Could Southeast Asia be Islamic State’s new frontline?
With the declining influence of the Islamic State in Iraq and Syria (ISIS), the threat of transnational terrorism erupting in the SEA region has grown significantly over the past year.
Late May saw the start of the bloody siege of Marawi, a predominantly Muslim city on the island of Mindanao in the southern Philippines.
Over 170 people have been killed, including 120 militants. With the terrorist crisis in the Philippines as a backdrop, one of the hottest topics at the recent Shangri-La Dialogue in Singapore, an annual regional security conference, was the terrorism threat in Southeast Asia and the significance of Islamic State’s recent alliances with possibly as many as 30 much smaller militant groups in this region.
The fighting in Marawi shook the Philippine government into declaring temporary martial law in the south following years of unsuccessful attempts to pacify an older homegrown Muslim insurgency.
Last Monday, a roadside bomb planted by suspected Muslim insurgents killed six Thai soldiers and wounded four on Monday in the southern province of Pattani, police said.
A decades-old separatist insurgency in of predominantly Buddhist Thailand’s largely ethnic Malay, Muslim provinces of Yala, Pattani and Narathiwat has killed more than 6,500 people since 2004.
Observers believe the Armed Forces of the Philippines have been pitted against fighters from Indonesia, Malaysia, Pakistan, India, Saudi Arabia, and the Yemen.
Islamic State is already communicating in local vernaculars, and reaching out to disenchanted and restive potential followers in Indonesia, Malaysia, and the Philippines.
According to Phil Hynes
The Philippines is no longer merely an aspirational epicentre, after the events of this week in Marawi, it is confirmed as an epicentre. Mindanao is the Fergana Valley of Southeast Asia.
With recent bombings in Jakarta, regional governments have reason to be alarmed about what may be in store as Islamic State faces reversals in the Middle East and its surviving fighters disperse.
Asia is plagued by growing Islamic militancy and the morphing and cross fertilisation of different jihadist strands across the continent is accelerating.
According to Phil Hynes head of political risk and analysis of Hong Kong-based ISS Risk
The speed of this acceleration will merely increase as the Caliphate in Syria is strangled and ultimately implodes, the sooner that happens the quicker the pace of radicalisation elsewhere will increase.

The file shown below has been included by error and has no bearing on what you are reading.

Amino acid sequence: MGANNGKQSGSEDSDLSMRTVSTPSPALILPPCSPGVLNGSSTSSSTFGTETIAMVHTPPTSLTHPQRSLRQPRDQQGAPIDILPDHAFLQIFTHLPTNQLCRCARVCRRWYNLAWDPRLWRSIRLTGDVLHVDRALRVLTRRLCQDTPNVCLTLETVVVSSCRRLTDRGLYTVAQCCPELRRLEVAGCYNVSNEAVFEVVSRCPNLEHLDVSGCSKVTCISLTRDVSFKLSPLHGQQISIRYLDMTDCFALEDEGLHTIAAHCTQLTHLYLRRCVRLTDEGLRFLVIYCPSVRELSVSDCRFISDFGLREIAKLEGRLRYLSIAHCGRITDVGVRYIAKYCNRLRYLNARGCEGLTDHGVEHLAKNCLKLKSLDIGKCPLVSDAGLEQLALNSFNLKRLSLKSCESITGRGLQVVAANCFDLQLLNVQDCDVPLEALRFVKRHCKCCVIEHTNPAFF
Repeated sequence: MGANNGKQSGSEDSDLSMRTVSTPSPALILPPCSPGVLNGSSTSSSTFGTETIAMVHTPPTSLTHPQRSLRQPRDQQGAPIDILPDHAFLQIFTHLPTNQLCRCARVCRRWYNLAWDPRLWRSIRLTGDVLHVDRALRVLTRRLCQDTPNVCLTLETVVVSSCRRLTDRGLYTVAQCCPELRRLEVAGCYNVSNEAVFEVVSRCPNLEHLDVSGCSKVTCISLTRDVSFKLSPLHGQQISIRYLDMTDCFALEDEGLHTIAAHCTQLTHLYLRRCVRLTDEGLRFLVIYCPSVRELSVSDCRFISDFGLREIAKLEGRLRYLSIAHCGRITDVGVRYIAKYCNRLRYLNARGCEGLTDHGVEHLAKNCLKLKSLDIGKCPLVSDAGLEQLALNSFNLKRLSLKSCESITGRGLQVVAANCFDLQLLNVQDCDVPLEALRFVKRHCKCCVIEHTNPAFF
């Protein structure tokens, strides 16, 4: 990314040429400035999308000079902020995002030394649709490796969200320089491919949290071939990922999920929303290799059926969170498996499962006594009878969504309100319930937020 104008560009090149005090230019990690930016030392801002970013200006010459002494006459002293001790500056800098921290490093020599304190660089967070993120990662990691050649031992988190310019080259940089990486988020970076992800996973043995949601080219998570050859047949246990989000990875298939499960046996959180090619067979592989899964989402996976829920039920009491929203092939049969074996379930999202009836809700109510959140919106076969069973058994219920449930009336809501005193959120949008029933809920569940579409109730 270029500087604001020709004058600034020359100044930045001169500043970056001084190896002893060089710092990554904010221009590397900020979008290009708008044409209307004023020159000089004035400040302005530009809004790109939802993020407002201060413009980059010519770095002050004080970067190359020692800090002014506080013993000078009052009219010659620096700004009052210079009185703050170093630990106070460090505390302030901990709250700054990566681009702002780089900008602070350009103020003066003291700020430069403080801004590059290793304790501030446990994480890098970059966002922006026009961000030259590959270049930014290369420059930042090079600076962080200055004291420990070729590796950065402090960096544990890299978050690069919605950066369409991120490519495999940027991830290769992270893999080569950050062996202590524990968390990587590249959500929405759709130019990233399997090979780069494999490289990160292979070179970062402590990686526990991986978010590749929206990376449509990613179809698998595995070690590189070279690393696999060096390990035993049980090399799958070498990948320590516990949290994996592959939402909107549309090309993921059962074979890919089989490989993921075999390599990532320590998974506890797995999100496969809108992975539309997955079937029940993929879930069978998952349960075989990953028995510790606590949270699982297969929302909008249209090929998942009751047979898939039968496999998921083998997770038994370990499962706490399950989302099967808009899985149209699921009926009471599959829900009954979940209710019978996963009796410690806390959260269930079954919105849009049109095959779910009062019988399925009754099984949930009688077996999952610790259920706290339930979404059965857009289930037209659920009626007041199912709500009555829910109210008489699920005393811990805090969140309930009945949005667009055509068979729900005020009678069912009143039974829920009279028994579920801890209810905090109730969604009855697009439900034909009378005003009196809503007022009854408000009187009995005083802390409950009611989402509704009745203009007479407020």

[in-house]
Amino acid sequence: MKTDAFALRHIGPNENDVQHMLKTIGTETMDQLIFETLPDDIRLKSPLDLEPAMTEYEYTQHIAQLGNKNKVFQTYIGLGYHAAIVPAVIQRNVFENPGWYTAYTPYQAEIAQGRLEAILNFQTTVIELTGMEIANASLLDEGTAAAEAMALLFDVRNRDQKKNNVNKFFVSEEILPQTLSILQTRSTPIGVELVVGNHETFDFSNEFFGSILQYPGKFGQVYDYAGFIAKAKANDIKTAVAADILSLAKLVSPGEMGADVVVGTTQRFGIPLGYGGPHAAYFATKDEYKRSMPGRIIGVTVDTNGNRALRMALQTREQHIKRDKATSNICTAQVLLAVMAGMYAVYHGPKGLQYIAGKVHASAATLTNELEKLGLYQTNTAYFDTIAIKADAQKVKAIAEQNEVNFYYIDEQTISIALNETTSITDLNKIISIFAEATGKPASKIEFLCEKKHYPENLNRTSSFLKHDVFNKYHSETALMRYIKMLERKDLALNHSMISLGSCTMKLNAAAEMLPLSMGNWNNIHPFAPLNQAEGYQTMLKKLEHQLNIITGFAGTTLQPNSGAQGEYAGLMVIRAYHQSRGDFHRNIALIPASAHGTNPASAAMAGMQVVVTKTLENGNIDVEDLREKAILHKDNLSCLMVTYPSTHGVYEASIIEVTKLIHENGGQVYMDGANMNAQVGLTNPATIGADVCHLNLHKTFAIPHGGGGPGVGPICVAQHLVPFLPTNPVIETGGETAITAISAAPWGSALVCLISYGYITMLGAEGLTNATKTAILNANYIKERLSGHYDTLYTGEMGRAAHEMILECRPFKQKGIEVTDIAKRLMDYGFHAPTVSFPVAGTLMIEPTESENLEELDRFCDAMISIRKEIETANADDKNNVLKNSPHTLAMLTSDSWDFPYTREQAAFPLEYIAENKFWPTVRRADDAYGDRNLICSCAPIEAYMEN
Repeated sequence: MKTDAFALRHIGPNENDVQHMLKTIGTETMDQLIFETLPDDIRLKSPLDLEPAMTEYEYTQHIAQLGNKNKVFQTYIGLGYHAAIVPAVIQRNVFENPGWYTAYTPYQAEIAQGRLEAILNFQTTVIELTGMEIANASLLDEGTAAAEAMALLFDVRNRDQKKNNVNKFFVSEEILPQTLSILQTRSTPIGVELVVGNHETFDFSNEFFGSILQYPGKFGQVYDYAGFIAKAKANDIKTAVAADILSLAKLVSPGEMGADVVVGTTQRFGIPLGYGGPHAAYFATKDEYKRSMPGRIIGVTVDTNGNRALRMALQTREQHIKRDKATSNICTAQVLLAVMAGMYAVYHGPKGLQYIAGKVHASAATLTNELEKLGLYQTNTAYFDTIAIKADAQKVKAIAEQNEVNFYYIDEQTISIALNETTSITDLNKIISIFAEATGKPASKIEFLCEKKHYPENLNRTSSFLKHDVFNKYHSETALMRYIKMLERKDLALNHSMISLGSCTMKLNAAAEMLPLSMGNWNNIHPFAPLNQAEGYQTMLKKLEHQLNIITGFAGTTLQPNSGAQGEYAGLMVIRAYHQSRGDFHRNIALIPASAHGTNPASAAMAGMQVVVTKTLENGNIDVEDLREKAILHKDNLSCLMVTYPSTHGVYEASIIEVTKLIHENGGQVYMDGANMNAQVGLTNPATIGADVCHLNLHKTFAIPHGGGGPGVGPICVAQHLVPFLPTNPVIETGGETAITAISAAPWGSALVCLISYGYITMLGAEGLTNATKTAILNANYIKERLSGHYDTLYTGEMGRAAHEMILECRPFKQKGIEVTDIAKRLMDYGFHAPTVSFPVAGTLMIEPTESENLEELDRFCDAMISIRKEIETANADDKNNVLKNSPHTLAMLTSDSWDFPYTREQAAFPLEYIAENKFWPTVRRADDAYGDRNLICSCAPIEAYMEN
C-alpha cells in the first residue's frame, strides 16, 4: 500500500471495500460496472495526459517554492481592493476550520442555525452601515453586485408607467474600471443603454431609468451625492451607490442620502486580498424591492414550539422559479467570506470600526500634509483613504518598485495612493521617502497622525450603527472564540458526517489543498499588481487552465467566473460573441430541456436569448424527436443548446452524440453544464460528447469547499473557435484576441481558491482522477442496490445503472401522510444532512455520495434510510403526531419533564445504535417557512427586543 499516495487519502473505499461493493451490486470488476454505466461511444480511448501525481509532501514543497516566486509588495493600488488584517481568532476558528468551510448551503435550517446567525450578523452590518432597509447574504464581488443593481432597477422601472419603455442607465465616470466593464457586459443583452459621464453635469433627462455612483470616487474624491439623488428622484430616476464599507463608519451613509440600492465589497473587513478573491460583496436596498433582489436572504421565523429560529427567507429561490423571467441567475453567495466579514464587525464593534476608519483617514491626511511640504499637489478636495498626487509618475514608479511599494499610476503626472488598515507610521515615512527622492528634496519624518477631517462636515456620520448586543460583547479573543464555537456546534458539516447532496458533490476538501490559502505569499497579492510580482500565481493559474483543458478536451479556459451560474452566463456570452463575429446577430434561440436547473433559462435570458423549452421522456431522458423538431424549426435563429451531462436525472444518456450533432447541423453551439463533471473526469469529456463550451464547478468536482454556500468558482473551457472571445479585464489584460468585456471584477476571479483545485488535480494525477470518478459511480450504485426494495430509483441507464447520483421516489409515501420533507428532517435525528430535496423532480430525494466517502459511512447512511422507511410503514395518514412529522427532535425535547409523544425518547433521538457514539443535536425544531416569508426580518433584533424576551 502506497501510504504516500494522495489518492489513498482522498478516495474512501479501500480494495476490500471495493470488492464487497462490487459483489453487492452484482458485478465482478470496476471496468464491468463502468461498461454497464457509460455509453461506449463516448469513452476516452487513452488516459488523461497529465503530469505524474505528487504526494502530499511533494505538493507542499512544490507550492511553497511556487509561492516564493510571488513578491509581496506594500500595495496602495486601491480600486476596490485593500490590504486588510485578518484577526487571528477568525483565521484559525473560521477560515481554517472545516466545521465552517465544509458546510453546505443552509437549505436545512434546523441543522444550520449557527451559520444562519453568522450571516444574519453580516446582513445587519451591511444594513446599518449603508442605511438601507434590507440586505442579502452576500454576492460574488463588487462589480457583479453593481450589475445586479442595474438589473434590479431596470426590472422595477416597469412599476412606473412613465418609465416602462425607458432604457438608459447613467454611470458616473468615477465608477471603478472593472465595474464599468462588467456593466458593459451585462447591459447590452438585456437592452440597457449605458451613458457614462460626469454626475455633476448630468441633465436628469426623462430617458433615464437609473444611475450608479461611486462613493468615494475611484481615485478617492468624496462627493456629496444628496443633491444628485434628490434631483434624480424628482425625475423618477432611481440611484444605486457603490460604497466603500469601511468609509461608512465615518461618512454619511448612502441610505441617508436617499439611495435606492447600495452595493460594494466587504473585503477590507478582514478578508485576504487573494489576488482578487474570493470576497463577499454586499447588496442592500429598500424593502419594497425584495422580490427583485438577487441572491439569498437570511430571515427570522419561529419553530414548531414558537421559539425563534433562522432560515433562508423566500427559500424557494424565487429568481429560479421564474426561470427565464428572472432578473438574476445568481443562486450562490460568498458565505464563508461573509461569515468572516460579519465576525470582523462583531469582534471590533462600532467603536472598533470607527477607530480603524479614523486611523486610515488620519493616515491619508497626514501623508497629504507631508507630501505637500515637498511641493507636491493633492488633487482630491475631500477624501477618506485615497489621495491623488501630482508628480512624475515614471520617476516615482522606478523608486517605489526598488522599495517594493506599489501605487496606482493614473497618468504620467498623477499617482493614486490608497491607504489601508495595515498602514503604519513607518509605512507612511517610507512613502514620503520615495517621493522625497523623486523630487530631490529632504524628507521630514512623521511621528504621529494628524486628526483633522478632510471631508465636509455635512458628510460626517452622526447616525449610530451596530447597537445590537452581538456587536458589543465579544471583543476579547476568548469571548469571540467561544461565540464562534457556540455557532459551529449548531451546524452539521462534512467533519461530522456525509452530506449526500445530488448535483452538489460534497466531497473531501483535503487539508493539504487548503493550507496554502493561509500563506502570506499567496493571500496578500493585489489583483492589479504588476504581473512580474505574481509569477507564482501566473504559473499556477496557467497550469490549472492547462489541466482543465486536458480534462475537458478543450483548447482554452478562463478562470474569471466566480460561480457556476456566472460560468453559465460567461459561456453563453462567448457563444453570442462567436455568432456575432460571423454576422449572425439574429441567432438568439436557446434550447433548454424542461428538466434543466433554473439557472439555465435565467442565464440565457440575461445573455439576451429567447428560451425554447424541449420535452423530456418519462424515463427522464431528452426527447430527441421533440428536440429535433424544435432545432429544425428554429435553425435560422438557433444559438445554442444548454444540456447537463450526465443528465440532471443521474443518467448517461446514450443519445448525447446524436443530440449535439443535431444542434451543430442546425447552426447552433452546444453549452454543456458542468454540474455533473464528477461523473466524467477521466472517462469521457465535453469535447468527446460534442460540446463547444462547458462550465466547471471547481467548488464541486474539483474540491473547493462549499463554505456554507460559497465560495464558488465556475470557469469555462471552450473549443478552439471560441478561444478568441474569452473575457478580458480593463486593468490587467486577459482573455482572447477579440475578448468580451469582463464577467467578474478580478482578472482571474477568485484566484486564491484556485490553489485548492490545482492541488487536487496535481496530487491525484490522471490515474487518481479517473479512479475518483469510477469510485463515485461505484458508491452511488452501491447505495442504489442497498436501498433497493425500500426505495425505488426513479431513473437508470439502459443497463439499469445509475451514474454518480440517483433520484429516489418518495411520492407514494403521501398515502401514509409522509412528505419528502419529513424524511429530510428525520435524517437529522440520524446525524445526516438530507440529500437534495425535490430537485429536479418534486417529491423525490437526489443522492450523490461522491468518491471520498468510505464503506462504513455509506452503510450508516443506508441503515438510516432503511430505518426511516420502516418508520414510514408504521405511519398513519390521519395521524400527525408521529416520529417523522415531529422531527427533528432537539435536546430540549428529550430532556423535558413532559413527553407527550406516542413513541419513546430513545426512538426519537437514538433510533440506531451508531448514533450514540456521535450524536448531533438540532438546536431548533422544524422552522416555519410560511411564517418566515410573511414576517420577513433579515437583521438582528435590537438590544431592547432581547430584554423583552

Some regional intelligence sources believe there may already be 1,200 militants with Islamic State links active in the Philippines alone.
ISS Risk has identified five pivotal epicentres of jihadism in Asia which will impact the security landscape of Asia in the coming years, which are the Philippines, Bangladesh, India, Indonesia and Malaysia.
According to Phil Hynes Bangladesh is acting as a bridgehead between South and South East Asia as Malaysia is acting as the financial hub of ISIS, while the Philippines is now the main battleground and training centre for jihadists.
What happened in Marawi should serve as a wake-up call to the governments across Asia, it is the result of months of planning with clear and unambiguous objectives, and shows Maute is clearly stronger that has ever been acknowledged.
said Phil Hynes during a presentation at the Foreign Correspondents’ Club of Thailand, June 21st.
What are the risks for Thailand ?
According to Rungrawee Chalermsripinyorat, an independent analyst who has closely followed Thailand’s southern conflict
There is no evidence of connections between the southern insurgency in Thailand and ISIS. For the moment the movement remains home-grown, although BRN was approached but they have rejected the alliance with the Islamic State.
She also qualifies the BRN as “Malay Muslim nationalist movement” putting more the emphasis on “reconquering the southern provinces from the Siamese colonizers”.
Also it seems that the southern insurgency in Thailand is not linked to Wahhabism and Saudi Arabia.
Endy Bayuni, a senior editor at The Jakarta Post, writes regular columns about Indonesian politics, evolving political cultures, Islam, democracy and foreign affairs. He has contributed to The New York Times, Foreign Policy magazine website, and the Washington Post/Newsweek Blog. He was a Senior Fellow at the East-West Center office in Washington DC in 2011. Bayuni is on the board of the Institute for Policy Analysis of Conflict, a Jakarta-based think tank that publishes reports explaining the dynamics of conflict in Indonesia, including the rise of Islamic extremism. Recent reports include ‘How Southeast Asian and Bangladeshi Extremism Intersect’, and ‘The Re-emergence of Jemaah Islamiyah’.
Phill Hynes, the head of political risk and analysis of Hong Kong-based ISS Risk, leads a team monitoring rising terrorism threats across Asia. He has conducted investigations and risk assessments all over Asia, including in Bangladesh, China, India, Myanmar, North Korea, the Philippines, Thailand, and Vietnam. Hynes was a security consultant to major sponsors of the 2008 Beijing Olympics, and for the Special Olympics in Shanghai. Over a 10-year career in the British army, he specialized in counter-terrorism, intelligence, and communications. He was a key player in community democracy programmes to integrate paramilitaries into the civil community during the Northern Ireland peace process.
Rungrawee Chalermsripinyorat is an independent analyst who has closely followed Thailand’s southern conflict. She is currently a PhD candidate at the Australian National University’s Department of Political and Social Change, and was formerly a political analyst with the International Crisis Group.